The Future of PGD
PGD may now be offered to patients with all known single-gene disorders, chromosomal rearrangement, for HLA-matched siblings, cancer predisposition genes, and for late-onset disorders with or without disclosure.[4,23,121,122,129,133,140,141]
PGS for advanced maternal age, repeated pregnancy loss, repeated IVF failures, and severe male infertility was on the rise until 2007.[25,45,119,122,142–147] So far RCTs have failed to demonstrate the suggested benefit of PGS for advanced maternal age in routine IVF/ICSI treatments when one to two blastomeres were biopsied on day 3 and were analyzed by fluorescent in situ hybridization. New studies analyzing either polar bodies or blastocysts for 24 chromosomes are ongoing in Europe and the United States, and they may shed new light on the use of PGS.[24,26–28] Two leading U.S. ART groups recently achieved outstanding results with PGS. Scott et al conducted the first RCT on 24-chromosome PGS by quantitative polymerase chain reaction and fresh ET on day 5 and 6 in a small group of patients age <43 years. They achieved 92% clinical pregnancy rates in the PGS group compared with 60% in the control. Schoolcraft et al performed PGS by single-nucleotide polymorphism-based microarray after trophectoderm biopsy, cryopreservation by vitrification, and later FETs (mean patient age was 38 years). They achieved a 56% LBR per oocyte retrieval and 71% per ET. The possibility to test for monogenic disorders or translocations together with aneuploidy makes PGD methods even more attractive.[4,136,148,149]
In 2006 Tur-Kaspa et al and Offit et al were the first to suggest that PGD should be viewed as a modern modality of preventive medicine. Taking into account medical and psychological consideration as well as cost-benefit analysis, health-care professionals can contribute to the translation of ART and PGD into the practice of preventive medicine. This can be done by introducing PGD into routine care for families affected by childhood-onset genetic disorders, late-onset diseases, and hereditary cancer, and for children who are in need of HSCT.[4,5,140] Every couple of reproductive age who carry a genetic disorder may clinically benefit from PGD and should be counseled on it.
PGD should be an option not only for the few couples that can afford it.[4,5] IVF-PGD should be offered to all carrier couples that wish to conceive a healthy infant instead of one affected with a genetic disorder. Recently, two independent cost-benefit analyses, by Tur-Kaspa et al and Davis et al, demonstrated that offering IVF with PGD to all carrier couples of cystic fibrosis (CF), as an example, is highly cost effective and can save billions of dollars in direct medical costs. The implications of implementing a national IVF-PGD program for all carriers who wish for this procedure are remarkable not only from an economic perspective but also from a moral and personal perspective for families that carry a genetic disorder. Delivering a healthy infant instead of one affected with a debilitating and life-shortening disease means avoiding not only the direct medical treatment expenses and the significant loss of productivity for the patients and their caregivers over a lifetime but also gaining a normal quality of life. Therefore, Tur-Kaspa et al have suggested that a large-scale national IVF-PGD program as a novel preventive medical strategy for diseases like CF may have a profound potential in modern health-care systems. PGD should be encouraged to become an integral part of any health-care system and should be covered by medical insurances. Once given the option, the final decision is of course for the couple to make. When a cure is found to a specific disease, this rationale should be reevaluated.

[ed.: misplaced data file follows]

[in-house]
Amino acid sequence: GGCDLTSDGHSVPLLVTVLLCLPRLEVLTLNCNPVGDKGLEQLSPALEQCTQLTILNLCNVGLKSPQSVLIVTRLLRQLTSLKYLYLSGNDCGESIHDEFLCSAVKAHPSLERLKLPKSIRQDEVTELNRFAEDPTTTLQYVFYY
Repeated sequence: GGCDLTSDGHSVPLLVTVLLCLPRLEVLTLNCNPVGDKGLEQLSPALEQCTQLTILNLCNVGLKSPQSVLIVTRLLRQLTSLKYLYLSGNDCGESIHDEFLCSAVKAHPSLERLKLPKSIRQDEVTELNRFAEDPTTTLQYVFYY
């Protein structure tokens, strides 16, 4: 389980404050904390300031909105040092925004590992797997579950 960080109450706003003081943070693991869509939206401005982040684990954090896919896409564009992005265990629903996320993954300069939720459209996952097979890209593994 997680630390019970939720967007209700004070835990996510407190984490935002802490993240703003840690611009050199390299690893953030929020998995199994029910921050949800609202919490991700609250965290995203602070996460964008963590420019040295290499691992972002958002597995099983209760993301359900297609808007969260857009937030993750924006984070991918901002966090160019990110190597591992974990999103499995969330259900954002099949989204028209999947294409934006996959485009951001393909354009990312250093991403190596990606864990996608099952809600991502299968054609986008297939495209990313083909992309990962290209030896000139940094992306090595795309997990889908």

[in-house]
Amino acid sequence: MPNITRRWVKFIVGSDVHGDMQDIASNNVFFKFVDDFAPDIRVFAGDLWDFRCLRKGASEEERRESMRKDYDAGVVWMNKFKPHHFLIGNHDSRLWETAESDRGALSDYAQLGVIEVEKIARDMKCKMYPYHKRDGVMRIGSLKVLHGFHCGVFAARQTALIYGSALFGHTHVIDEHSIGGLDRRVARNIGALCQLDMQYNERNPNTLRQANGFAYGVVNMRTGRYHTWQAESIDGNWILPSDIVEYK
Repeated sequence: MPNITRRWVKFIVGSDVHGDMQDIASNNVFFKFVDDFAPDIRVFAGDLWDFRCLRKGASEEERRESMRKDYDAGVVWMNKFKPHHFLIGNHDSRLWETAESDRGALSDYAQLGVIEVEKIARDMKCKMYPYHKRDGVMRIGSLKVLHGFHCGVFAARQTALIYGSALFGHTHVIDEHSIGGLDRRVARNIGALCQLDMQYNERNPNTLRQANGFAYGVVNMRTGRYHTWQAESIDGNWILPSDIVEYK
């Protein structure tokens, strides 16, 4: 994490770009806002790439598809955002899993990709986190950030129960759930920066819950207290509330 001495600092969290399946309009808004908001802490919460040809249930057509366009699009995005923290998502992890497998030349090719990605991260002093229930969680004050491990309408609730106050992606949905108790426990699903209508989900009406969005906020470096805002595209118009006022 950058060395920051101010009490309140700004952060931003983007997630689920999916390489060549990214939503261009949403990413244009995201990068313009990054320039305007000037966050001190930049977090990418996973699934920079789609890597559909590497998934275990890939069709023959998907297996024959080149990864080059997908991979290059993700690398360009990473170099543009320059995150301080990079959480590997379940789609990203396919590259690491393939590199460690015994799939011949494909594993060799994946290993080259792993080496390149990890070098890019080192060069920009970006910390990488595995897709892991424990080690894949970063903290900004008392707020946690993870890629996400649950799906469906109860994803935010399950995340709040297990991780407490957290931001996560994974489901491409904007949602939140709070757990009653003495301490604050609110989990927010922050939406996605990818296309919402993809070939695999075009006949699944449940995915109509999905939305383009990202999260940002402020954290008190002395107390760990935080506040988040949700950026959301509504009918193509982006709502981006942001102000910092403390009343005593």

Biopsy for PGD may affect implantation potential, but in general seems to be safe, except when two cells are removed on day 3. Children born after PGD have similar outcomes to regular IVF/ICSI infants. Optimization and individualization of ovarian stimulation and collaborations with experienced centers should allow PGD to continue with any number of oocytes/embryos available. SET may be offered to young patients after PGD or PGS for 24 chromosomes with good quality blastocysts to avoid a multiple pregnancy. Better clinical management of IVF-PGD treatments will improve its outcome.
The author thanks the late Yuri Verlinsky, Ph.D. for introducing him to PGD. The author wishes to acknowledge all the physicians, genetic counselors, and ART centers that refer and collaborate with the Institute for Human Reproduction (IHR) and RGI in the management of couples in need of PGD for the preventions of genetic disorders. The author also thanks all the embryologists, molecular geneticist, and clinical staff involved. Without their unique expertise these advanced treatments could not have been provided. Special thanks to Leeron Tur-Kaspa for her excellent editorial assistance. And finally, the author acknowledges the patients who had the strength to go through PGD treatments to conceive a healthy infant.
Financial support was provided in part by the Institute for Human Reproduction (IHR).
Semin Reprod Med. 2012;30(4):309-322. © 2012 Thieme Medical Publishers